5 Amazing Facts about Denmark and the Danes

Diana Bernardo

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A few weeks ago, I visited Copenhagen, in Denmark. It was my first trip to a Northern European country, and it felt like entering a parallel universe. People are kind and respectful, everything is clean, the city is functional and well-integrated with nature, society seems to work properly.

Denmark is everything you ever heard about Scandinavia, but always thought was an exaggeration. It isn’t. They really are an advanced society. But one with some peculiar perks.

These are the most fascinating facts I learned on my trip about Denmark and its people, the charming Danes.

1. They leave their babies outside in the cold

The Danish winters often reach negative temperatures. Yet, parents think it’s a good idea to let their babies nap outside, in strollers, just so they can toughen up. Some sleep experts claim the fresh air can induce a deeper slumber, while also decreasing exposure to germs.

Not only do parents leave babies in the garden of their houses, but they also leave them outside in the middle of the city, while going for a hot drink in a coffee shop, for example.

This is not a strictly Danish practice, but also a tradition in other Scandinavian countries.

For those who fear the babies might get kidnapped, be reminded that Denmark is the 5th safest country in the world, so stealing babies is not really a thing there.

2. Prisoners can wander out of prison

As we said, crime in Denmark is relatively low. But even when someone ends up in jail, the whole experience is completely different than one would expect, for example, in the US.

Danish prisons privilege personal dignity above all else, so they strive to keep prisoners’ lives as humane as possible. Some of them, even let prisoners in and out. As this article puts it, “prisoners wear their own clothes, cook their own meals and have private family visits as often as once a week”.

Take the example of Storstrøm Prison, a top security facility located on an island, that looks more like a hotel. The en-suite cells have tall, barless windows and flat-screen TVs, the gardens were designed by a landscape architect, and the prison holds an impressive sports and culture center.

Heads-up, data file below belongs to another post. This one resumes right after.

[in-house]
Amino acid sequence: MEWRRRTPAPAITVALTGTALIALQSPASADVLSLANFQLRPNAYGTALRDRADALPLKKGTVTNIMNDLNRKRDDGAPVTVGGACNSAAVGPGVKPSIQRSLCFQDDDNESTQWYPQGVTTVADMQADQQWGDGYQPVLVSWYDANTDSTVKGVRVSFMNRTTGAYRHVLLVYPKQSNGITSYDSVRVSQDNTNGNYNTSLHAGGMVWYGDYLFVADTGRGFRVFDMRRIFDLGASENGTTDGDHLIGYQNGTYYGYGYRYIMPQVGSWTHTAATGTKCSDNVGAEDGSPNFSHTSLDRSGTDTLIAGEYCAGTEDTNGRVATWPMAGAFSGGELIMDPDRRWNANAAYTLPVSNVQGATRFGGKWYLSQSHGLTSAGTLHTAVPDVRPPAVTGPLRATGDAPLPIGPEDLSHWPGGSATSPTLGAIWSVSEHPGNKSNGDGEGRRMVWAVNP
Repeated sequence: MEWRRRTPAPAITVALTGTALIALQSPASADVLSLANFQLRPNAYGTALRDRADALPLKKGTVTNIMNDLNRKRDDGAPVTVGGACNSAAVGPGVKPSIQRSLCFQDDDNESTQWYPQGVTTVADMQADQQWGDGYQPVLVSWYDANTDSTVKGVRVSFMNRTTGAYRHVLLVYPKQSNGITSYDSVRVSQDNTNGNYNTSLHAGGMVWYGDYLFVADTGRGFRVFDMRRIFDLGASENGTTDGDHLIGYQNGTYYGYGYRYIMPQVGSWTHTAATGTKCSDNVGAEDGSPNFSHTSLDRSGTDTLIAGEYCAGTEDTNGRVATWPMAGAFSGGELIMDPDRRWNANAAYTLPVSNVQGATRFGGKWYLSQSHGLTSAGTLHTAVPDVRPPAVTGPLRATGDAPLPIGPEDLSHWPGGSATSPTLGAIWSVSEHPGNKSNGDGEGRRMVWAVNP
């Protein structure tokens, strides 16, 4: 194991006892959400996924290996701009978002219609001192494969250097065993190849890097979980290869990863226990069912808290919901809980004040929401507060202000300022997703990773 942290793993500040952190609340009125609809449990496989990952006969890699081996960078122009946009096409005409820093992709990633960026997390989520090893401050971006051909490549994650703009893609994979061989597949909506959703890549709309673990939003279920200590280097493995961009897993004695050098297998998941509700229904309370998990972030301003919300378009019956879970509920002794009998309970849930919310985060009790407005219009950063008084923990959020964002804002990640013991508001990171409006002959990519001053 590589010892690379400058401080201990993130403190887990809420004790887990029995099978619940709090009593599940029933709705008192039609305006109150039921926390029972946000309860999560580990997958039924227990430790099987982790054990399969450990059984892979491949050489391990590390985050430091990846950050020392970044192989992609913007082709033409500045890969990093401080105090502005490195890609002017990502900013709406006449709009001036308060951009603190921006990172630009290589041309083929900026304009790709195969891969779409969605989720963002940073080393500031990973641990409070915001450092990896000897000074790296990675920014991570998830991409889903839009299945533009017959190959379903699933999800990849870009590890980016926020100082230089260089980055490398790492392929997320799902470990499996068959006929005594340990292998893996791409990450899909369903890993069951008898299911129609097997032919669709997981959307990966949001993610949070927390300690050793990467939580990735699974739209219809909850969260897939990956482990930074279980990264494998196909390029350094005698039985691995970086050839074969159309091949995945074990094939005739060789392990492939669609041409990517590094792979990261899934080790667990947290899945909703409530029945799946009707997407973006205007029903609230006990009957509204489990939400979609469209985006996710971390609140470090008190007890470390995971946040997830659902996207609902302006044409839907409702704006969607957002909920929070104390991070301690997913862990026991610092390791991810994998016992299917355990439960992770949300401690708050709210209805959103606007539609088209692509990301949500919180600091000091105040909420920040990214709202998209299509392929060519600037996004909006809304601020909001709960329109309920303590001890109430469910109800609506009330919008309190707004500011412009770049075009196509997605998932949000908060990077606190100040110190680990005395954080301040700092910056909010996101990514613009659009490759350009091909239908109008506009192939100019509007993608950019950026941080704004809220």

The result is a low rate of recidivism, at around 27%, opposed to 43% in the US.

3. They have no word for “please”

And yet, they are very polite.

I knew this before I arrived in Denmark, so when I met my Danish friend, I asked her “How do you say ‘please’ in Danish?”. She thought for a while and then looked at me: “we don’t”.

Instead, as she explained, the Danes will say something like “Will you be so kind to pass me the salt?” or “Pass me the salt? Thank you”.

Now, would you be so kind as to continue to the next point?

4. They like to be naked outside

I saw two dicks in Copenhagen. I didn’t intend to see any of them. They belonged to two guys coming out of the water in front of a food market. They were totally naked, came out, and dried themselves without worrying about covering their parts.

The Danes seem to have a healthy relationship with their bodies and don’t get shy in this regard too often. In fact, in one of their annual festivals, the Roskilde Festival, they even have a naked run, where participants run around the campsite completely naked. It became so popular that the festival was forced to create qualifiers for the male-run.

5. They bike everywhere

In the sunshine, or in the dreary Danish winter.

Nine out of ten Danes have a bike, and biking accounts for a quarter of all personal transportation in the country for distances under 5km.

There are bike lanes throughout the entire capital, and bike racks at every destination. This plays a major role in Copenhagen being the greenest city in the world.

What’s more, they bike like supermodels. Seriously, they don’t seem tired or sweaty. Instead, they keep their backs straight while cycling in fancy clothes on their fashionable bikes.

6. Gangs shoot enemies on their butts

This one might be more of an urban myth than an actual fact. One of my sister’s Danish colleagues told her about it but I couldn’t find any information to back it up, except for this isolated story. Still, I wish it would be true because it would be the perfect metaphor for the Danish culture.

Despite being a safe country, Denmark has some gang activity taking place, namely in Christiania, Copenhagen’s “free town”. But, polite and considerate as the Danish are, they don’t shoot to kill when they are involved in a gang rivalry. Instead, they shoot their enemies on their butts — a kinder way to say “hey, would you be so kind not to mess with me?”.

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Travel addict writing about the wonders of the world. Visited 30+ countries, lived in 4.

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